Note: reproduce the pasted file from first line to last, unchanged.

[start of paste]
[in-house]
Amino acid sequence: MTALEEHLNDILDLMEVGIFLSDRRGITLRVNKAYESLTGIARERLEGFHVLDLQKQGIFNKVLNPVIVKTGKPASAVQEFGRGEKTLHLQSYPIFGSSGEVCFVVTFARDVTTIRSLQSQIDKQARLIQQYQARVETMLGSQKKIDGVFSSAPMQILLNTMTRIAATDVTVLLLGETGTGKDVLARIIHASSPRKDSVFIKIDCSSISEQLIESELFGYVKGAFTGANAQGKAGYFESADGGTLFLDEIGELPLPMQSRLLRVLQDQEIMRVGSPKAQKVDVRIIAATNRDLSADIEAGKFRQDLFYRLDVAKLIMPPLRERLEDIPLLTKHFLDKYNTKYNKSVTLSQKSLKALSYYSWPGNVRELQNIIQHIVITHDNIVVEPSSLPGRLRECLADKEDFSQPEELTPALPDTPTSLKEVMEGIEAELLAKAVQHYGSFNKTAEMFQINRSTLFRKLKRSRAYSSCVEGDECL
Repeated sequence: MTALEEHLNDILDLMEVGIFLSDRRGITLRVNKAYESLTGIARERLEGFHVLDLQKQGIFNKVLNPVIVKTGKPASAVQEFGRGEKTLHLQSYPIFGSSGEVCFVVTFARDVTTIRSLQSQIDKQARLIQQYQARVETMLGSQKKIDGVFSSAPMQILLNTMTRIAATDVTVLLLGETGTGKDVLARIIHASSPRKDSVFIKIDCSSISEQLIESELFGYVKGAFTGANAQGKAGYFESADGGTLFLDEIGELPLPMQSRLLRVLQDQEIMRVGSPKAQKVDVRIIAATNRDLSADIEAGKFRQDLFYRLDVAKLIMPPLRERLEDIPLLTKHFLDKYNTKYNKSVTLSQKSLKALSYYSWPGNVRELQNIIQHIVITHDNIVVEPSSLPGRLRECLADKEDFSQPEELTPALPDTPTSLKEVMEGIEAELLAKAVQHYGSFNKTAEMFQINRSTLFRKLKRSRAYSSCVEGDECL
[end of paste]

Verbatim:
[in-house]
Amino acid sequence: MTALEEHLNDILDLMEVGIFLSDRRGITLRVNKAYESLTGIARERLEGFHVLDLQKQGIFNKVLNPVIVKTGKPASAVQEFGRGEKTLHLQSYPIFGSSGEVCFVVTFARDVTTIRSLQSQIDKQARLIQQYQARVETMLGSQKKIDGVFSSAPMQILLNTMTRIAATDVTVLLLGETGTGKDVLARIIHASSPRKDSVFIKIDCSSISEQLIESELFGYVKGAFTGANAQGKAGYFESADGGTLFLDEIGELPLPMQSRLLRVLQDQEIMRVGSPKAQKVDVRIIAATNRDLSADIEAGKFRQDLFYRLDVAKLIMPPLRERLEDIPLLTKHFLDKYNTKYNKSVTLSQKSLKALSYYSWPGNVRELQNIIQHIVITHDNIVVEPSSLPGRLRECLADKEDFSQPEELTPALPDTPTSLKEVMEGIEAELLAKAVQHYGSFNKTAEMFQINRSTLFRKLKRSRAYSSCVEGDECL
Repeated sequence: MTALEEHLNDILDLMEVGIFLSDRRGITLRVNKAYESLTGIARERLEGFHVLDLQKQGIFNKVLNPVIVKTGKPASAVQEFGRGEKTLHLQSYPIFGSSGEVCFVVTFARDVTTIRSLQSQIDKQARLIQQYQARVETMLGSQKKIDGVFSSAPMQILLNTMTRIAATDVTVLLLGETGTGKDVLARIIHASSPRKDSVFIKIDCSSISEQLIESELFGYVKGAFTGANAQGKAGYFESADGGTLFLDEIGELPLPMQSRLLRVLQDQEIMRVGSPKAQKVDVRIIAATNRDLSADIEAGKFRQDLFYRLDVAKLIMPPLRERLEDIPLLTKHFLDKYNTKYNKSVTLSQKSLKALSYYSWPGNVRELQNIIQHIVITHDNIVVEPSSLPGRLRECLADKEDFSQPEELTPALPDTPTSLKEVMEGIEAELLAKAVQHYGSFNKTAEMFQINRSTLFRKLKRSRAYSSCVEGDECL